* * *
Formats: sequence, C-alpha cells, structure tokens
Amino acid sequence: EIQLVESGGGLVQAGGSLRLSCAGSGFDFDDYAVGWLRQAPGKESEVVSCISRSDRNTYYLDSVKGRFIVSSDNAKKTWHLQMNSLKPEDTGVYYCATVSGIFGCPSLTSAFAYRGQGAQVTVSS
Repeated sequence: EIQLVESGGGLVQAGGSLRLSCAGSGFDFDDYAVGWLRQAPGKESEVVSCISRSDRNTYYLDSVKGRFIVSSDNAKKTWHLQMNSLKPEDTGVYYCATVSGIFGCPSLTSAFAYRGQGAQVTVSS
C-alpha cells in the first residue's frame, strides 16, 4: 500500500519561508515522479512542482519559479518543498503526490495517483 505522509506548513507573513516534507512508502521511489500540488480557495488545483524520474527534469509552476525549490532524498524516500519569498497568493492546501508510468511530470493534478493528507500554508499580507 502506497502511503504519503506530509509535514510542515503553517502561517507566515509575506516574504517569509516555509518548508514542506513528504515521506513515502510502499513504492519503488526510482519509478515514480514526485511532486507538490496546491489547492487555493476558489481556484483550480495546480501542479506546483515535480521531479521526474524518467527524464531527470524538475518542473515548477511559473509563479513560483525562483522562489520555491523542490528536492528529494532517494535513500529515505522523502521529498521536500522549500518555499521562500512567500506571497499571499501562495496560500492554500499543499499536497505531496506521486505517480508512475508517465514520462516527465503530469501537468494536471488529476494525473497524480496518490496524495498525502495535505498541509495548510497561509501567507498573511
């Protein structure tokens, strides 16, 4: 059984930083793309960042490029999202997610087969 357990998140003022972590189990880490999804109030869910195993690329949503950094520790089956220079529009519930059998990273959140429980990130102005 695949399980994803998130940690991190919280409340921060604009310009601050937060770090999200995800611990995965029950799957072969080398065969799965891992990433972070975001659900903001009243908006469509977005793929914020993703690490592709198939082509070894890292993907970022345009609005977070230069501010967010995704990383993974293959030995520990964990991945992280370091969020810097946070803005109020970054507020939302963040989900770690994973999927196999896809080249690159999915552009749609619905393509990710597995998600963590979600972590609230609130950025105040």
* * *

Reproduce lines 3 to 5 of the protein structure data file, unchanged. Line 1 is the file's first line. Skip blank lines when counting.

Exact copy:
Repeated sequence: EIQLVESGGGLVQAGGSLRLSCAGSGFDFDDYAVGWLRQAPGKESEVVSCISRSDRNTYYLDSVKGRFIVSSDNAKKTWHLQMNSLKPEDTGVYYCATVSGIFGCPSLTSAFAYRGQGAQVTVSS
C-alpha cells in the first residue's frame, strides 16, 4: 500500500519561508515522479512542482519559479518543498503526490495517483 505522509506548513507573513516534507512508502521511489500540488480557495488545483524520474527534469509552476525549490532524498524516500519569498497568493492546501508510468511530470493534478493528507500554508499580507 502506497502511503504519503506530509509535514510542515503553517502561517507566515509575506516574504517569509516555509518548508514542506513528504515521506513515502510502499513504492519503488526510482519509478515514480514526485511532486507538490496546491489547492487555493476558489481556484483550480495546480501542479506546483515535480521531479521526474524518467527524464531527470524538475518542473515548477511559473509563479513560483525562483522562489520555491523542490528536492528529494532517494535513500529515505522523502521529498521536500522549500518555499521562500512567500506571497499571499501562495496560500492554500499543499499536497505531496506521486505517480508512475508517465514520462516527465503530469501537468494536471488529476494525473497524480496518490496524495498525502495535505498541509495548510497561509501567507498573511
């Protein structure tokens, strides 16, 4: 059984930083793309960042490029999202997610087969 357990998140003022972590189990880490999804109030869910195993690329949503950094520790089956220079529009519930059998990273959140429980990130102005 695949399980994803998130940690991190919280409340921060604009310009601050937060770090999200995800611990995965029950799957072969080398065969799965891992990433972070975001659900903001009243908006469509977005793929914020993703690490592709198939082509070894890292993907970022345009609005977070230069501010967010995704990383993974293959030995520990964990991945992280370091969020810097946070803005109020970054507020939302963040989900770690994973999927196999896809080249690159999915552009749609619905393509990710597995998600963590979600972590609230609130950025105040």